Social distancing can be difficult for social beings like us. Even if we do not find it natural to engage in a process of social distancing, the sacrifices we make today are deeply rooted in the animal kingdom.
Distancing also exists in the social animal.
From ants, bees and bats to monkeys, many social animals modify their behaviour to reduce the risk of spreading infections when a member of the population becomes ill. Many animal strategies would not work for humans, but they nonetheless illustrate why isolation during an outbreak is not as unnatural as it is thought.
Let’s take the frog as an example. Until the late 1990s, there was no evidence that non-human animals could recognize and reduce the risk of infection by other members of their species. This has changed with research on bullfrogs, whose tadpoles are remarkably capable of avoiding a dangerous fungal infection. The tadpoles are able to detect Candida humicola infection in other tadpoles, the researchers found, and can then use this information to proactively prevent other tadpoles from becoming infected.
Even primates know how to distance themselves.
Great apes also engage in social distancing activities. Like us, they are highly visual creatures, so even if they cannot detect an infection like bees or tadpoles can, they can still use visual cues to stay healthy.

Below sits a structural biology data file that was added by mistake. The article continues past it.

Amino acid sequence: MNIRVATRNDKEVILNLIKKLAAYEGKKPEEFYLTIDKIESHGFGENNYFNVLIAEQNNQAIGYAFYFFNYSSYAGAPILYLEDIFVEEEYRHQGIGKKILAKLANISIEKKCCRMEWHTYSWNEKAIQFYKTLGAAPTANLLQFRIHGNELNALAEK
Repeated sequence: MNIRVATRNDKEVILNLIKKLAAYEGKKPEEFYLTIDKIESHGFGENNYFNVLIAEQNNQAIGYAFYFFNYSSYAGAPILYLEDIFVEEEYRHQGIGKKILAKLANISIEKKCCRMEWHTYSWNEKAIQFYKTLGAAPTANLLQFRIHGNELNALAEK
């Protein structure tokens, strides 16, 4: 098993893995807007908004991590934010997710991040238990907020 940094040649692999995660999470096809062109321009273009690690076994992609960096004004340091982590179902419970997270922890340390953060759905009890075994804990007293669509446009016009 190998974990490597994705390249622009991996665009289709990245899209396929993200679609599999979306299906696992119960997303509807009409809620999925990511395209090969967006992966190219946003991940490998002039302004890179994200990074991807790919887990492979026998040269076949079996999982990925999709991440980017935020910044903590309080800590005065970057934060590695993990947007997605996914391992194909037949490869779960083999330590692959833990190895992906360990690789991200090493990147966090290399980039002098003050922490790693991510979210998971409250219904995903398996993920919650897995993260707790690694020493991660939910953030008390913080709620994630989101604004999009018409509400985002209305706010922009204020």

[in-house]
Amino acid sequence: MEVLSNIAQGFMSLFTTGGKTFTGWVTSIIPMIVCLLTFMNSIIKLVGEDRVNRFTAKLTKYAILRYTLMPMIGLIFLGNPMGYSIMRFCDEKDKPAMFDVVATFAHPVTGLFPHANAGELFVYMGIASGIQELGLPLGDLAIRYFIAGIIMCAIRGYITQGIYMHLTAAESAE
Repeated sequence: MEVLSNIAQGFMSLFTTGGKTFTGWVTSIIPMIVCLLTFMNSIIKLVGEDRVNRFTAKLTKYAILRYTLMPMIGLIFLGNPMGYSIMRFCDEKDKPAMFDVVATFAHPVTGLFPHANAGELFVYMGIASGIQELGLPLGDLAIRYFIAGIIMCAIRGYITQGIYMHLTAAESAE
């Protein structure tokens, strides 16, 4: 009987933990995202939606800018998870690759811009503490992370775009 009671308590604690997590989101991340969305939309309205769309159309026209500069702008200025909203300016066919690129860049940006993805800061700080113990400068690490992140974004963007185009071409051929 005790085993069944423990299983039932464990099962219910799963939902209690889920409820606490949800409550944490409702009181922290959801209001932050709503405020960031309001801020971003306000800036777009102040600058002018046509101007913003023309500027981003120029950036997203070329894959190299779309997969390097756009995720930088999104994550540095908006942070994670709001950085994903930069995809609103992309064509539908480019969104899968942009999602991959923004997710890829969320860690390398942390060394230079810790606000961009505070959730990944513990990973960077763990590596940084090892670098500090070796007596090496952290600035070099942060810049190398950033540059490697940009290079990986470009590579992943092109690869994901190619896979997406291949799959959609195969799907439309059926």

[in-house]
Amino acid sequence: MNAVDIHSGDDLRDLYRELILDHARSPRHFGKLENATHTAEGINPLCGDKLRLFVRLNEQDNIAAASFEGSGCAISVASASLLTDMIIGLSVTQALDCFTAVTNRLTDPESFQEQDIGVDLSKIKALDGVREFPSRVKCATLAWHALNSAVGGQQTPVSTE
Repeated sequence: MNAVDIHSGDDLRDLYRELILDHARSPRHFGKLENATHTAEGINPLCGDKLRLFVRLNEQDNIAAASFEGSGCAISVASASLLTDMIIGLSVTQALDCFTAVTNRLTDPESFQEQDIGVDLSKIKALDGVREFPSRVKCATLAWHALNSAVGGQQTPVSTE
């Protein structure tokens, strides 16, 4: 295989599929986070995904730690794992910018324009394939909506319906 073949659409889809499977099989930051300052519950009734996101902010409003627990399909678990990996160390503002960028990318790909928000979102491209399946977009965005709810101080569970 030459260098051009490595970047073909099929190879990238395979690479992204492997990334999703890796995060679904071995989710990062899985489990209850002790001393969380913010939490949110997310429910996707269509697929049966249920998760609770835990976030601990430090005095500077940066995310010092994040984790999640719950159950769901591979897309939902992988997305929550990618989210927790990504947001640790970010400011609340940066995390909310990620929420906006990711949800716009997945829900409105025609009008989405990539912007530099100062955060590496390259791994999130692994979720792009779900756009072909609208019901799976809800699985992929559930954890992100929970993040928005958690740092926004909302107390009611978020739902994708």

Western lowland gorillas, for example, live in social groups that females migrate to join, and as researchers reported in a 2019 study, disease avoidance may be a key factor when females decide to leave or join a group. The study looked at a bacterial disease known as shoelaces, which causes visible ulcers on the faces of infected animals.
To study the behavior of social animals.
In studying nearly 600 gorillas over a decade, researchers have found that females often leave males and heavily diseased groups to join healthier groups, avoiding other diseased groups at all costs.
This suggests that the gorillas have learned that the disease is contagious, the researchers noted, and can recognize its symptoms in others. “Understanding how social interactions change in the face of disease is key to predicting the channels and speed at which a pathogen can spread in a population,” said Rachel Page, co-author and STRI researcher, in a communicated on bats.